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Be HARD on YOUR Health, Life, and Purpose

When discussing health, I don’t mean to imply that you’re being overly harsh on your body and need to relax your lifestyle and choices. Instead, I encourage you to challenge yourself. Humans thrive on challenge; our continued strive and progress have made us dominant on Earth. Stagnation and lethargy are detrimental, leading to pain, disease, and overall problems. A passive approach to healing and hoping issues will disappear without active lifestyle changes is ineffective.

This proactive stance starts with our diet, physical activity, mindset, and rewards. Living with an “it won’t happen to me” attitude can lead to recklessness and unforeseen consequences. It’s believed that with a conscientious lifestyle, one can feel youthful well into their 80s. Aging doesn’t necessitate decline; it’s about living well and consciously, even as we heal slower past our prime.

Consider the life of early humans to understand this concept. Imagine being a hunter, male or female, leaving your family to hunt or gather. Men might track and hunt game, utilizing fruits for energy, while women gather, fish, and teach survival skills. This cooperative, active lifestyle provided essential nutrients and fostered community bonds. Cooking meat, for instance, made nutrients more accessible, aiding brain development and health.

This historical perspective illustrates that being hard on your health means embracing life’s challenges positively. Today’s convenience and processed foods contrast sharply with our ancestors’ active, natural diet. We evolved to thrive on proteins, fats, and minimal carbohydrates, not the high sugars and processed foods prevalent now.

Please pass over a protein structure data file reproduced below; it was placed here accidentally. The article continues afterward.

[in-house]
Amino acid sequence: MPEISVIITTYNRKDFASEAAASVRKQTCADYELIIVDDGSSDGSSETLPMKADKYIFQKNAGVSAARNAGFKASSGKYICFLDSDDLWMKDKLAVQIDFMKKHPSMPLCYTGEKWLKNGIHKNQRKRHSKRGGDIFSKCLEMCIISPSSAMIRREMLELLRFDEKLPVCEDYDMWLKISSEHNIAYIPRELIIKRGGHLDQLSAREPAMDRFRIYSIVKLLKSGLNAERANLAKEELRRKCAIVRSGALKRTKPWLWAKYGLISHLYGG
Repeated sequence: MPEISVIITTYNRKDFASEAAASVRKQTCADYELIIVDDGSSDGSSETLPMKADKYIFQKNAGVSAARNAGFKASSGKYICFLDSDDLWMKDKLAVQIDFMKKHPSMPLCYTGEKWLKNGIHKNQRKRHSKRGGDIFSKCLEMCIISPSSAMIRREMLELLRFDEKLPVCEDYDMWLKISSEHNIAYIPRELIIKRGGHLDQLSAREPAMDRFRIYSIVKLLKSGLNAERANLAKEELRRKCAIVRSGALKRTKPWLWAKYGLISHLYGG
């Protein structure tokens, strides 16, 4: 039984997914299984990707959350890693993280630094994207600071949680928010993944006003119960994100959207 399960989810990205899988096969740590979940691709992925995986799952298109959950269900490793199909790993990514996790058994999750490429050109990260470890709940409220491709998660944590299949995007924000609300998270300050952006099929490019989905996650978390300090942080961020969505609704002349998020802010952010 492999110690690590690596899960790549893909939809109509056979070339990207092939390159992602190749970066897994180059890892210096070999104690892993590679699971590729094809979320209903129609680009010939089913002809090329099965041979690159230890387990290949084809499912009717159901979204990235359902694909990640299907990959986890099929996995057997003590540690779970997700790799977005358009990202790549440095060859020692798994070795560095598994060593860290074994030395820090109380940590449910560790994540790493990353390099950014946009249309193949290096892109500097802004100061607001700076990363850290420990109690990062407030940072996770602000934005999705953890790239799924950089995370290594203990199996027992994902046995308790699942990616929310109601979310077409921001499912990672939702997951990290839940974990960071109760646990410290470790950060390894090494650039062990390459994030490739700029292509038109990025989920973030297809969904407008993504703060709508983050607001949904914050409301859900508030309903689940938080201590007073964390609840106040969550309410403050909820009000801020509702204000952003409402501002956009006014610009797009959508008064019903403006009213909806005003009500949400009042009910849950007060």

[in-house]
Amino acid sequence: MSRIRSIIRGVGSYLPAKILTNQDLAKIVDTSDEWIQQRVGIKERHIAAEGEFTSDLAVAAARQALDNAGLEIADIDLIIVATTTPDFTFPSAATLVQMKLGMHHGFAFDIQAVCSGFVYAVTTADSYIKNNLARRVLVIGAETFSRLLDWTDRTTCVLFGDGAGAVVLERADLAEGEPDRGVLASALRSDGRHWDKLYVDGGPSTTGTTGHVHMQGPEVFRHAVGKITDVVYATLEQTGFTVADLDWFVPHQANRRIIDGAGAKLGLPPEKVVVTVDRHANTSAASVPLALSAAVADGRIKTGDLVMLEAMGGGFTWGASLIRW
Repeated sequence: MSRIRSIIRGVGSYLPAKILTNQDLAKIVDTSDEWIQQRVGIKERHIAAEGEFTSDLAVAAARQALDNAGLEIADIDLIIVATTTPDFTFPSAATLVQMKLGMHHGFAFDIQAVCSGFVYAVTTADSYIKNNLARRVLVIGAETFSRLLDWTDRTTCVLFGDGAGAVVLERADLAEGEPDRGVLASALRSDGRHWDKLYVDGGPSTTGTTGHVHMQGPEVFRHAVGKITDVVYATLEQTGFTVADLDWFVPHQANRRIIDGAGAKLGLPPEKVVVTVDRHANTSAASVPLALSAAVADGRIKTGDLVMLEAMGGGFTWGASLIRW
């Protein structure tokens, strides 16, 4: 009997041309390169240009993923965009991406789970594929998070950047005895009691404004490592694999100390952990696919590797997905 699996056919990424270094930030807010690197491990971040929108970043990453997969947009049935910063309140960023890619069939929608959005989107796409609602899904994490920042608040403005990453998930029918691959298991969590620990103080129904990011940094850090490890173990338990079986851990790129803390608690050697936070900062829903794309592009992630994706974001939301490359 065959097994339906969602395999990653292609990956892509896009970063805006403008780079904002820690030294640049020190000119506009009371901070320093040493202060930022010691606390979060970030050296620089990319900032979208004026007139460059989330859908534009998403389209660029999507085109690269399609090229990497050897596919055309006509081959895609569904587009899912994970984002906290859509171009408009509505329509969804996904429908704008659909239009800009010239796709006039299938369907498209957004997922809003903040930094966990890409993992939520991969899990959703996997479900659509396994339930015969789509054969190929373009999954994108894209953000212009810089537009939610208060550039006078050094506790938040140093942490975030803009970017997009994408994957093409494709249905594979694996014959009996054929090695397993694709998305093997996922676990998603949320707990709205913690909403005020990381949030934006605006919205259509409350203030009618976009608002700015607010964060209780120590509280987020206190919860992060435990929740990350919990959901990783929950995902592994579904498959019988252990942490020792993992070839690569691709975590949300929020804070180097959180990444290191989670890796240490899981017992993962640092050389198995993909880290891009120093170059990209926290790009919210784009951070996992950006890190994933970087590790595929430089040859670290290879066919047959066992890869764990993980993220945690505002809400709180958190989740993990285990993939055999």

The cycle of life, from plant to predator, is a continuous process that nourishes and sustains us. Acknowledging the sacrifice of the animals and plants we consume is part of respecting this cycle. And while some argue that animal agriculture is more harmful than plant-based approaches, this overlooks the benefits of sustainable, ethical farming. Grass-fed, free-range practices have a significantly lower environmental impact than intensive, plant-based agriculture, which often requires extensive land use, soil degradation, and ecosystem disruption.

In essence, challenging our health means engaging with life actively and mindfully, respecting the natural order, and choosing sustainable practices that honor our bodies and the environment.